Isuzu SUV Forum banner
21 - 40 of 68 Posts

·
Registered
Joined
·
1,959 Posts
I believe the stock 3400 makes like 180 I can’t remember. I’m sure the stock 3500 make 200 minimum. I think the 3.4 made 160? I have heard the 3.4 with 3400 heads can do about 190 or so on a mild build, on some 3.4’s with 3500 were expecting 250-300, depending on how wild the build. It’s one hell of a v6. Gm is doing amazing things with the 60 degree these days. There’s a version of the equinox that has a 3.6L, and it makes 285hp NA, but it’s VVT. The rest of the VVT is impressive as well, such as the 3500 VVT, and the 3.9L (impala?)....
Thanks, I was just curious because I see it mentioned a lot but never knew. Seems like a pretty good swap for the first gen Troopers.
 

·
Registered
1990 trooper 2, 76 Datsun 620
Joined
·
50 Posts
Discussion Starter · #22 ·
Am I supposed to remove the tie rods just to access the bolts that hold the axle into the frame? Maybe I’m looking at the wrong ones...... I’ll try to snag a picture
 

·
Registered
Joined
·
4,701 Posts
I don't recall having anything in the way of the diff frame mounting bolts. And they are bolts, not nuts. So maybe the one in the pic is the wrong one. The ones I undid are right inline with the frame and go straight up into the frame. They go into a rubber bushing that has a metal sleeve bonded into it.

On my 3.4, the bolts came right out. On the "2.8 Stroker" Trooper, the bolts were stuck pretty bad. I ended up turning my air pressure WAY up and getting a new Craftsman air impact, then rattling on the bolts (after heating) maybe 20 minutes to bust 'em loose.

The O.D. of the bolt was rusted into the I.D. of the inner steel sleeve, and of course if you just turned that with a big breaker bar & socket, the bolt loosened then sprung back. Impossible to get out except by breaking that rust bond. As I recall there's one big bolt Aft and one big bolt Fwd of the axle. But it's only been about 15 years since I pulled one out, so forgive my old memory if that's not the case!

On the bell housing, not enough room to get the box end of a combination wrench on those cranky bolt heads? Then you just use a "persuader" to bust 'em loose.

Failing that, did you pull the metal mount brackets off the block yet? You'll get a lot more clearance doing so. Then lay the engine down and as the engine leans forward a bit, the bell housing is better exposed. Still tight, but you can even run a bunch of 1/2" extensions underneath the rig, fwd to the bell housing bolts. Use an air impact to break free the bolts. If you have an air ratchet, that's a lot of help when underneath the rig wrenching. Once the bolts are busted loose, the ratchet will take 'em right out. And a lot lighter to hold onto then the impact.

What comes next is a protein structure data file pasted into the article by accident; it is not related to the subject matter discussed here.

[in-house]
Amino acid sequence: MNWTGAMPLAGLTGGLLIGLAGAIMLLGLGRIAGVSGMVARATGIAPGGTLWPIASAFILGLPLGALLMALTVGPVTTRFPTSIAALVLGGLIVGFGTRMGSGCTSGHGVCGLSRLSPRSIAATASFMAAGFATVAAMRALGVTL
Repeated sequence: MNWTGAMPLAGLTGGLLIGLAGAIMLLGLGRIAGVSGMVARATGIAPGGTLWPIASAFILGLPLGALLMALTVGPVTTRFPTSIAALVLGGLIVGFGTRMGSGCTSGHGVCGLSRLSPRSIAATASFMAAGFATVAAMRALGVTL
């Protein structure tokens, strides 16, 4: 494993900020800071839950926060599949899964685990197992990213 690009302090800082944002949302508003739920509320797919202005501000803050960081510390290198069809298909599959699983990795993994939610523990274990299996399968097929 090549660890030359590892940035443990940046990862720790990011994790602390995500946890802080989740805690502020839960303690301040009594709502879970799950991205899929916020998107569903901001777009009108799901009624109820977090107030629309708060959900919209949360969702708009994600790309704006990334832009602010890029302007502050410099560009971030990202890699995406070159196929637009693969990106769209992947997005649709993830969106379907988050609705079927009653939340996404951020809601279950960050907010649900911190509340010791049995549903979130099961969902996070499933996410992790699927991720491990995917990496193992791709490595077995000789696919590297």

Don't give up, you're getting close! You really do want to drop the front diff assy, though, especially if you have a 5-speed. Otherwise it's real tight on the input-shaft-to-clutch going out.

G'luck............ed
 

·
Registered
1990 trooper 2, 76 Datsun 620
Joined
·
50 Posts
Discussion Starter · #27 ·
Alright I got the 4 of (6?) bell housing bolts from the top without dropping the front axle.
I turned the passenger side idler arm just enough to fit a socket and extension on the axle to frame mounting bolts and broke it loose.
Tomorrow is another day.
 

·
Registered
Joined
·
4,701 Posts
That's the way! Go get some well-deserved rest!! 👍
 

·
Registered
1990 trooper 2, 76 Datsun 620
Joined
·
50 Posts
Discussion Starter · #29 ·
I’m also trying to replace all my tie rods, about an hr of hammering I moved on....
I don’t have a regular 17mm box end wrench, just the ratcheting type and it didn’t want to fit, and my breaker bar does not slide over that geared end. I ended up using a craftsman “max access” ratchet and socket to clear the firewall a bit and give a good purchase on that bolt. Then slid the breaker bar over that. Uuummfff!
 

·
Registered
Joined
·
4,701 Posts
Gotta have some open/box end wrenches, man! Hard to do much without.

Check on Slickdeals.net for the best deals on all kinds of stuff. I have a search saved for "wrench" so lots of sales pop up in my mailbox. This is a great time of year for that, too.

The reason why you want a basic set of combination (open and box ends) wrenches is that they may get into a tighter spot than a Gearwrench, and you can use a "persuader" (i.e. hammer) on them to loosen cranky bolts.

You don't want to beat on the ratcheting Gearwrench, but they do have a great purpose in being able to ratchet in tight spots.

This Kobalt set on sale at Lowes is less than $11.00 and should give you adequate service for what you're doing.